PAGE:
Grand Canyon University President Brian Mueller on the NCAA restricting how much involvement for-profit Division I schools can have.
New study: time spent in nature can boost creative thinking
A recent study finds spending some 'down time' in the great outdoors can improve your creativity and problem-solving ability. Professor David Strayer of the University of Utah said people tested after four days immersed in nature with Outward Bound did dramatically better than people who took similar tests before heading into the woods.
“We found a 50 percent improvement in the creativity scores,” Strayer said. “Disconnecting from, kind of, our networked work and interacting in a natural setting seems to have a measurable, significant improvement in the way we think and can think creatively.”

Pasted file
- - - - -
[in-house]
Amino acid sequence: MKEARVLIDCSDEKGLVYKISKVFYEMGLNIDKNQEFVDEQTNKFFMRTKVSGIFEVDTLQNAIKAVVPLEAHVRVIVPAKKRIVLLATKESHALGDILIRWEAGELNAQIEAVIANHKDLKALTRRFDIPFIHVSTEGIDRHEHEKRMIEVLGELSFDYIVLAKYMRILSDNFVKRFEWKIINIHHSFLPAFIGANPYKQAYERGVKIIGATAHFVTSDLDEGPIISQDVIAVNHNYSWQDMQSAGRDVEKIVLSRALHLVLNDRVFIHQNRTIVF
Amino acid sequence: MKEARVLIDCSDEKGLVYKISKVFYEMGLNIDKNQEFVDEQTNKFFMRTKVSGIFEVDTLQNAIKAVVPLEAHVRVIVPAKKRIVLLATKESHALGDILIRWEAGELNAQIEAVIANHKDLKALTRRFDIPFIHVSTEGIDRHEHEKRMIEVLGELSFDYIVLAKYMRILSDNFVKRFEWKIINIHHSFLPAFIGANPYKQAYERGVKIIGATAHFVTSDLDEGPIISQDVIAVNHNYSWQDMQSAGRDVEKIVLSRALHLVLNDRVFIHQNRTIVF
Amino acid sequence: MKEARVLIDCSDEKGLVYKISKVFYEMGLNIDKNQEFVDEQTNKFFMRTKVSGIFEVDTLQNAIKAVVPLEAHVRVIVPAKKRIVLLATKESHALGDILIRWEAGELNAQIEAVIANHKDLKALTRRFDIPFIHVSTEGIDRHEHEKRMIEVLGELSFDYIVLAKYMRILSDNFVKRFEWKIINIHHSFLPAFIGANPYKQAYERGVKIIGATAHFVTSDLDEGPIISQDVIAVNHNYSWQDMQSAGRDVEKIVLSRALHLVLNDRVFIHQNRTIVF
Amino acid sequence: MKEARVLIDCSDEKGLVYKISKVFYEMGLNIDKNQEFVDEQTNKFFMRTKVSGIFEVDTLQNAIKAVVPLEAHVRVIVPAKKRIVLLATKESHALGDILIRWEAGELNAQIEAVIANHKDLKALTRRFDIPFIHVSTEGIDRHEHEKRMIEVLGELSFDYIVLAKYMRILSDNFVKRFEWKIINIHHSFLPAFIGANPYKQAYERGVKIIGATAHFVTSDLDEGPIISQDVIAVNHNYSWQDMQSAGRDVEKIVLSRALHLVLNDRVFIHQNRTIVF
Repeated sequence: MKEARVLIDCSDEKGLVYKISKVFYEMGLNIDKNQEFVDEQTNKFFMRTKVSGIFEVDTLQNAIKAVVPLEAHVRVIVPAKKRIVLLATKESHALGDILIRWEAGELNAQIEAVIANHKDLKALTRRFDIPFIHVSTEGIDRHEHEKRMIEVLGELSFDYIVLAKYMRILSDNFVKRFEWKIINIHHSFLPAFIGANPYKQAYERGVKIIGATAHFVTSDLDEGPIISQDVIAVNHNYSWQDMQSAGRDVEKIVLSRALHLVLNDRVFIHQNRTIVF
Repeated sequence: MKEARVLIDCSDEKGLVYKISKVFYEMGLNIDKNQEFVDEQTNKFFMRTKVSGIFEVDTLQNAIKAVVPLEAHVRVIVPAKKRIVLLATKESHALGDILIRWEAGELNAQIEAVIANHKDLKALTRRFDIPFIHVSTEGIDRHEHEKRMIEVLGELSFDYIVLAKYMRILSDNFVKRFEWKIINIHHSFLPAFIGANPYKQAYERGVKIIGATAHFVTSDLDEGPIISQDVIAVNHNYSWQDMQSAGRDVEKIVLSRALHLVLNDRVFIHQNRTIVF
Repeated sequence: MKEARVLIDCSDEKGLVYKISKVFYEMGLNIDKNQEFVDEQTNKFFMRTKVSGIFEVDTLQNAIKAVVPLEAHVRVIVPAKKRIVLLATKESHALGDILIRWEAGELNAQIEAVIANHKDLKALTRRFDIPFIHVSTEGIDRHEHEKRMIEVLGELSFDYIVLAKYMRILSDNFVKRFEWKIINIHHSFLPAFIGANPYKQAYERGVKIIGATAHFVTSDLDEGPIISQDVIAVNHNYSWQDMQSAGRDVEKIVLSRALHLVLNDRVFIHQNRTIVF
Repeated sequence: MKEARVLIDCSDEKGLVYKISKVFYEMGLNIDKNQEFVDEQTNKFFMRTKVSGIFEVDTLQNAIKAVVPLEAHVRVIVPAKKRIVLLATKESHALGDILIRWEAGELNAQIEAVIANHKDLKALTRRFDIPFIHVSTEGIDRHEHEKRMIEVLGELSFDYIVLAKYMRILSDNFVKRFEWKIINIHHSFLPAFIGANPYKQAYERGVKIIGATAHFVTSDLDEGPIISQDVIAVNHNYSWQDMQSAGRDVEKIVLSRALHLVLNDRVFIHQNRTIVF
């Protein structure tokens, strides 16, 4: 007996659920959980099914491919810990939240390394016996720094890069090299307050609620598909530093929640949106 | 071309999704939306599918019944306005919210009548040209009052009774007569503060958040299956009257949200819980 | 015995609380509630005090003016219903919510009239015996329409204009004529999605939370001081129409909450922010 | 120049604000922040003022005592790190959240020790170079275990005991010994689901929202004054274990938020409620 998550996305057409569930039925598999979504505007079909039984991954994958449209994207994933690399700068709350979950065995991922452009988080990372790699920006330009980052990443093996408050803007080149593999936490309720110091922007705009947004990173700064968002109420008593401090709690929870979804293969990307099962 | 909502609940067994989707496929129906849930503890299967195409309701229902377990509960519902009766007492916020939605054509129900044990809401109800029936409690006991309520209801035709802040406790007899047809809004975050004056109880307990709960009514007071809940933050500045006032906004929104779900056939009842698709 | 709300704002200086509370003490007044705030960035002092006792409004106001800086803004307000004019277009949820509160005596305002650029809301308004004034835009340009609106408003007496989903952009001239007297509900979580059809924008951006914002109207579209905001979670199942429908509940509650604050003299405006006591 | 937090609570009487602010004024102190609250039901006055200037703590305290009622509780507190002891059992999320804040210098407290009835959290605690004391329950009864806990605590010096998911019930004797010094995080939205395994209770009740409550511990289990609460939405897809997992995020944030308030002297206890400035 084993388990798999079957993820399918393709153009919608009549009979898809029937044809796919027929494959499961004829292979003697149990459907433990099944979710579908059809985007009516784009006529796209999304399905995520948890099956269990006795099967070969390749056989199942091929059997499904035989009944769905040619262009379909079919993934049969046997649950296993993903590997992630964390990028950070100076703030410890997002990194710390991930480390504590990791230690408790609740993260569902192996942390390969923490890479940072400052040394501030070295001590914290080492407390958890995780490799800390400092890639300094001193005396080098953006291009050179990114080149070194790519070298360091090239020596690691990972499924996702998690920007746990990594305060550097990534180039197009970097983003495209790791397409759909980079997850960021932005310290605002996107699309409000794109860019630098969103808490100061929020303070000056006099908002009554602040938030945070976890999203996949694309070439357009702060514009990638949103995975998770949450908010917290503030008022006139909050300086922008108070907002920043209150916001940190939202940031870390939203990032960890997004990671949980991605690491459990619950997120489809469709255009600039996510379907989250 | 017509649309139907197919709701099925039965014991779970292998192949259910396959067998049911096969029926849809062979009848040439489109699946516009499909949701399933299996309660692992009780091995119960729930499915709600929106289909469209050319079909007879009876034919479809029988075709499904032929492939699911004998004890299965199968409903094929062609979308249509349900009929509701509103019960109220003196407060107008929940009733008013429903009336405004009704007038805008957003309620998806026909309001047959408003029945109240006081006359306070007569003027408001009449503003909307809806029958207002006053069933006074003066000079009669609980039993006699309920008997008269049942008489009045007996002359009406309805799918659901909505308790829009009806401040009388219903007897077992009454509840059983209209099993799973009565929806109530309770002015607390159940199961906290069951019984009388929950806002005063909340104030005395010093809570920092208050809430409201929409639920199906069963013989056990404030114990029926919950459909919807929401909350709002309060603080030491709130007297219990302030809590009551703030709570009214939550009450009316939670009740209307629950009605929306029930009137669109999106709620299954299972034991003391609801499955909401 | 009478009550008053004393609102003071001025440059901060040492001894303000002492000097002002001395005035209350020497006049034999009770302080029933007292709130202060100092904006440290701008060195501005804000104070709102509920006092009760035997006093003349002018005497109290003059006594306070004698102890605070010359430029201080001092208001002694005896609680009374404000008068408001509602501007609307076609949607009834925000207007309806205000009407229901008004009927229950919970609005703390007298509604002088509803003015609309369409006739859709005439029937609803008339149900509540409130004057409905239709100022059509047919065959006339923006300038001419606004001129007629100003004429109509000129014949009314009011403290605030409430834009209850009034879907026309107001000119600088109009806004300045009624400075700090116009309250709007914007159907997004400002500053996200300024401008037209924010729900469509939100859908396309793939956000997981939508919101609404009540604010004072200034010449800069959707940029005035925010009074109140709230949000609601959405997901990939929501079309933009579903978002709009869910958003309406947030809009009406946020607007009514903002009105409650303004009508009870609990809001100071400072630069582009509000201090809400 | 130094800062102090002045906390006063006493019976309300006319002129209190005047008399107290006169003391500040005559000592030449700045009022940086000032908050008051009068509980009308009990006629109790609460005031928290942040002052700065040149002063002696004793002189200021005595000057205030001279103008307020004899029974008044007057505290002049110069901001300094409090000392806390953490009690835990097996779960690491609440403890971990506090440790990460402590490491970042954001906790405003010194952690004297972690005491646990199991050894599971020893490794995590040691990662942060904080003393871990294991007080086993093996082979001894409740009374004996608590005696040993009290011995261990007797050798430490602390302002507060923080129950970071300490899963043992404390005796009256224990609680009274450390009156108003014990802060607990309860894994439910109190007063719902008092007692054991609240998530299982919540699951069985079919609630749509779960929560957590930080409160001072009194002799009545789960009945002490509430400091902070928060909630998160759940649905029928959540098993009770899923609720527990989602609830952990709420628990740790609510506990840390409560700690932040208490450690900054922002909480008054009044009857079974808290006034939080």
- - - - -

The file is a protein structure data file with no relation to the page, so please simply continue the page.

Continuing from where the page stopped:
Strayer said the average American child spends more than seven hours in front of a TV or computer screen every day, compared to 15 to 20 minutes playing outside, and he said he is planning more research in hopes of finding how much time outdoors is needed to get a measurable return on the investment.